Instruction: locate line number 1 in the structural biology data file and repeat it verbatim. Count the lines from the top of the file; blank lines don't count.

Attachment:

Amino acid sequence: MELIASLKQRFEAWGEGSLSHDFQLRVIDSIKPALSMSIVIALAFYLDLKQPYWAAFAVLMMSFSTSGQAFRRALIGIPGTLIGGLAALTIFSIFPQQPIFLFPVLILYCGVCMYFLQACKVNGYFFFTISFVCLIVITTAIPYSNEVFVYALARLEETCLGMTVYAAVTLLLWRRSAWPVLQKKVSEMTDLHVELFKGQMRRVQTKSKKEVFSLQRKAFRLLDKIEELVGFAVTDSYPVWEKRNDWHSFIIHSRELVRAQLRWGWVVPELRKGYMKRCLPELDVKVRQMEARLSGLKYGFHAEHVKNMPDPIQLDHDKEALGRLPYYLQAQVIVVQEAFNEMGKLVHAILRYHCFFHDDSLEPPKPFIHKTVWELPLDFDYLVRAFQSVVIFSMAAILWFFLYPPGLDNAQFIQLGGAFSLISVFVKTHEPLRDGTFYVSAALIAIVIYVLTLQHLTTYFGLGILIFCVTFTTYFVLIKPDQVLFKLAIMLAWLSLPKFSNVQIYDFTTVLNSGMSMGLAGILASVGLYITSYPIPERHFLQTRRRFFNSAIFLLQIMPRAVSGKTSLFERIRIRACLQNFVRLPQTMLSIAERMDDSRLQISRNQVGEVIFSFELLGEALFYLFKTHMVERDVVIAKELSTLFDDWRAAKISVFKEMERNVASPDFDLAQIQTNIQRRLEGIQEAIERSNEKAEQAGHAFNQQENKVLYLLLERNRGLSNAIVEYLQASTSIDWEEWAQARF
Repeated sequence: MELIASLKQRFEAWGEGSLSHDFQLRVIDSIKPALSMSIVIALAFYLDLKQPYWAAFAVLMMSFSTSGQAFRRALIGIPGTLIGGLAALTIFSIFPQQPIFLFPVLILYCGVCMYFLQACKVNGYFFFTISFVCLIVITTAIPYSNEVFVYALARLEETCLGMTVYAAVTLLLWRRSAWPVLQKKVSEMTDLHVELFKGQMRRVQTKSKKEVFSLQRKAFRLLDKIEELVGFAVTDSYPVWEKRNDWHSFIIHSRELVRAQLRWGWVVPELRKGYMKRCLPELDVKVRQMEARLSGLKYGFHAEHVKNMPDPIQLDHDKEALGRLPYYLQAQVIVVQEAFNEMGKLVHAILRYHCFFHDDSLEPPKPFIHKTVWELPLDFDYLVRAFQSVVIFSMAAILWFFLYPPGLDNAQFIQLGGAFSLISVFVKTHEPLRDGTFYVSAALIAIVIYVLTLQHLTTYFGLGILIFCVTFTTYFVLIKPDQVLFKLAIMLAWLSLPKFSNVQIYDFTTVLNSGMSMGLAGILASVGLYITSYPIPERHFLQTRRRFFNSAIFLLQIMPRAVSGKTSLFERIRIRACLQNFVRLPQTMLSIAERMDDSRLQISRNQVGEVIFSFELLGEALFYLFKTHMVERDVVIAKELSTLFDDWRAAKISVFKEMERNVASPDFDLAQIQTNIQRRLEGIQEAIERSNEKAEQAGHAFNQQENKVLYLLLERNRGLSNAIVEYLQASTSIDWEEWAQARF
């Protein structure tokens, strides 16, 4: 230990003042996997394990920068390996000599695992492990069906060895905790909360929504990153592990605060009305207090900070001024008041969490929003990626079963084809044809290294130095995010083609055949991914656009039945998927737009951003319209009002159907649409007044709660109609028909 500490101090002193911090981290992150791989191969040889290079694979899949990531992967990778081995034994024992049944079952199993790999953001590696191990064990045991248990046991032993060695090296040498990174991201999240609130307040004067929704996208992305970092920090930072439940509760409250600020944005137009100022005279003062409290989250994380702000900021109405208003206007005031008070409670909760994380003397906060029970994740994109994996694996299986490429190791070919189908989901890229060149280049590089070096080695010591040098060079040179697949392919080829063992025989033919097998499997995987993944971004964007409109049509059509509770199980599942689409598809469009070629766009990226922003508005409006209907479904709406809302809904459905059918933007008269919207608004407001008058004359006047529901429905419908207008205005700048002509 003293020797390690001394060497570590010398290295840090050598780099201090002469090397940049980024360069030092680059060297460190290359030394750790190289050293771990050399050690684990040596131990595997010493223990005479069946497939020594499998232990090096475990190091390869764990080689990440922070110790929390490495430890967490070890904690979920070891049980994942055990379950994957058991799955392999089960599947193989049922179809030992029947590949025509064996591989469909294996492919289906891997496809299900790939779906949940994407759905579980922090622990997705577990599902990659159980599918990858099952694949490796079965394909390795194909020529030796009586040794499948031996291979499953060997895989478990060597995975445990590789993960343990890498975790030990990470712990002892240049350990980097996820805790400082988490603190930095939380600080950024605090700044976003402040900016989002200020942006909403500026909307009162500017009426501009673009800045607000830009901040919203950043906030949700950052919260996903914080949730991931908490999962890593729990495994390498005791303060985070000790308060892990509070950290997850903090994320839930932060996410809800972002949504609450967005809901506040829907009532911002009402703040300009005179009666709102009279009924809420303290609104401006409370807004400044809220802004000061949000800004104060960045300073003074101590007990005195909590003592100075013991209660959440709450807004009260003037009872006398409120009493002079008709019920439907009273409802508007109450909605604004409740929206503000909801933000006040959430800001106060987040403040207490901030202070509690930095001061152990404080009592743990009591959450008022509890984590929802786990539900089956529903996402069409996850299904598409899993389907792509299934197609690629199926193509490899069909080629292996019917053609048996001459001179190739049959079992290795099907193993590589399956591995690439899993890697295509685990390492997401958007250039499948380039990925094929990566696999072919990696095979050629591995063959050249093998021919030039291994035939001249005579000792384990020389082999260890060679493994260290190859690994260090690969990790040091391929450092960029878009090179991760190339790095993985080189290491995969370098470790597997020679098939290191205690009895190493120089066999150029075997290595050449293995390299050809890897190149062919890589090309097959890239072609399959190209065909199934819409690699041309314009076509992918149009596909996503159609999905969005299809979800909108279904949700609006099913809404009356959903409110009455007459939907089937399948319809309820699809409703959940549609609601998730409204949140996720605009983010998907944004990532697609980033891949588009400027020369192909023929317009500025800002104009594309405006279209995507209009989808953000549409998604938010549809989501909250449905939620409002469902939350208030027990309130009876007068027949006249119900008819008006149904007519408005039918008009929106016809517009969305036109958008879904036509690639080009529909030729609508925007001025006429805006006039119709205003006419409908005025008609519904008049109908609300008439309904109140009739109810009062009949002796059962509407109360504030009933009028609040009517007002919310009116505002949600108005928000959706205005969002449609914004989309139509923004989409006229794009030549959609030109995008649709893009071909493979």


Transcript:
Amino acid sequence: MELIASLKQRFEAWGEGSLSHDFQLRVIDSIKPALSMSIVIALAFYLDLKQPYWAAFAVLMMSFSTSGQAFRRALIGIPGTLIGGLAALTIFSIFPQQPIFLFPVLILYCGVCMYFLQACKVNGYFFFTISFVCLIVITTAIPYSNEVFVYALARLEETCLGMTVYAAVTLLLWRRSAWPVLQKKVSEMTDLHVELFKGQMRRVQTKSKKEVFSLQRKAFRLLDKIEELVGFAVTDSYPVWEKRNDWHSFIIHSRELVRAQLRWGWVVPELRKGYMKRCLPELDVKVRQMEARLSGLKYGFHAEHVKNMPDPIQLDHDKEALGRLPYYLQAQVIVVQEAFNEMGKLVHAILRYHCFFHDDSLEPPKPFIHKTVWELPLDFDYLVRAFQSVVIFSMAAILWFFLYPPGLDNAQFIQLGGAFSLISVFVKTHEPLRDGTFYVSAALIAIVIYVLTLQHLTTYFGLGILIFCVTFTTYFVLIKPDQVLFKLAIMLAWLSLPKFSNVQIYDFTTVLNSGMSMGLAGILASVGLYITSYPIPERHFLQTRRRFFNSAIFLLQIMPRAVSGKTSLFERIRIRACLQNFVRLPQTMLSIAERMDDSRLQISRNQVGEVIFSFELLGEALFYLFKTHMVERDVVIAKELSTLFDDWRAAKISVFKEMERNVASPDFDLAQIQTNIQRRLEGIQEAIERSNEKAEQAGHAFNQQENKVLYLLLERNRGLSNAIVEYLQASTSIDWEEWAQARF